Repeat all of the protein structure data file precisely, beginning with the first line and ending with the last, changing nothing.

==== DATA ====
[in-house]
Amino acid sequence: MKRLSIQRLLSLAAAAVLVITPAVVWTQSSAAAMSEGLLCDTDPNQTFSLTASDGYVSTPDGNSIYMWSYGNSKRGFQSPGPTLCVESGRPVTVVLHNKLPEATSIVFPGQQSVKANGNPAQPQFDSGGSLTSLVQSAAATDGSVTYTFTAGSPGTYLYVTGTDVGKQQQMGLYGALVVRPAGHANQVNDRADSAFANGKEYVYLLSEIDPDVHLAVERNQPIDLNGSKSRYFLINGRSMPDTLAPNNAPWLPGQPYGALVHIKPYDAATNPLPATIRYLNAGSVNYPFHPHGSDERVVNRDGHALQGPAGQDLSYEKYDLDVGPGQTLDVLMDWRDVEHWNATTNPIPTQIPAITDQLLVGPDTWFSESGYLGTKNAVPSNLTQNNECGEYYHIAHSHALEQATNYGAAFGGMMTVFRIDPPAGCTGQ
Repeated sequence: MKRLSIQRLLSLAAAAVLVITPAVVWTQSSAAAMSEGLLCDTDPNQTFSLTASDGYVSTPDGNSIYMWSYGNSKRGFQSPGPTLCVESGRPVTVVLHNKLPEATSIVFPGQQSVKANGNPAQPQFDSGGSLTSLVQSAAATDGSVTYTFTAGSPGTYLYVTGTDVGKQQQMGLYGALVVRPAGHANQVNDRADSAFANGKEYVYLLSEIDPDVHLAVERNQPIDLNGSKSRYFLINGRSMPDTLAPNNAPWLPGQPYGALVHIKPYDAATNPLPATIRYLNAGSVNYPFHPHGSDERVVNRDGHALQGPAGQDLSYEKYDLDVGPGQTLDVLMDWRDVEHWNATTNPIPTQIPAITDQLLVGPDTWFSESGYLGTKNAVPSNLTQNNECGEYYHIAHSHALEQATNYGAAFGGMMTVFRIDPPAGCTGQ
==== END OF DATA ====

[in-house]
Amino acid sequence: MKRLSIQRLLSLAAAAVLVITPAVVWTQSSAAAMSEGLLCDTDPNQTFSLTASDGYVSTPDGNSIYMWSYGNSKRGFQSPGPTLCVESGRPVTVVLHNKLPEATSIVFPGQQSVKANGNPAQPQFDSGGSLTSLVQSAAATDGSVTYTFTAGSPGTYLYVTGTDVGKQQQMGLYGALVVRPAGHANQVNDRADSAFANGKEYVYLLSEIDPDVHLAVERNQPIDLNGSKSRYFLINGRSMPDTLAPNNAPWLPGQPYGALVHIKPYDAATNPLPATIRYLNAGSVNYPFHPHGSDERVVNRDGHALQGPAGQDLSYEKYDLDVGPGQTLDVLMDWRDVEHWNATTNPIPTQIPAITDQLLVGPDTWFSESGYLGTKNAVPSNLTQNNECGEYYHIAHSHALEQATNYGAAFGGMMTVFRIDPPAGCTGQ
Repeated sequence: MKRLSIQRLLSLAAAAVLVITPAVVWTQSSAAAMSEGLLCDTDPNQTFSLTASDGYVSTPDGNSIYMWSYGNSKRGFQSPGPTLCVESGRPVTVVLHNKLPEATSIVFPGQQSVKANGNPAQPQFDSGGSLTSLVQSAAATDGSVTYTFTAGSPGTYLYVTGTDVGKQQQMGLYGALVVRPAGHANQVNDRADSAFANGKEYVYLLSEIDPDVHLAVERNQPIDLNGSKSRYFLINGRSMPDTLAPNNAPWLPGQPYGALVHIKPYDAATNPLPATIRYLNAGSVNYPFHPHGSDERVVNRDGHALQGPAGQDLSYEKYDLDVGPGQTLDVLMDWRDVEHWNATTNPIPTQIPAITDQLLVGPDTWFSESGYLGTKNAVPSNLTQNNECGEYYHIAHSHALEQATNYGAAFGGMMTVFRIDPPAGCTGQ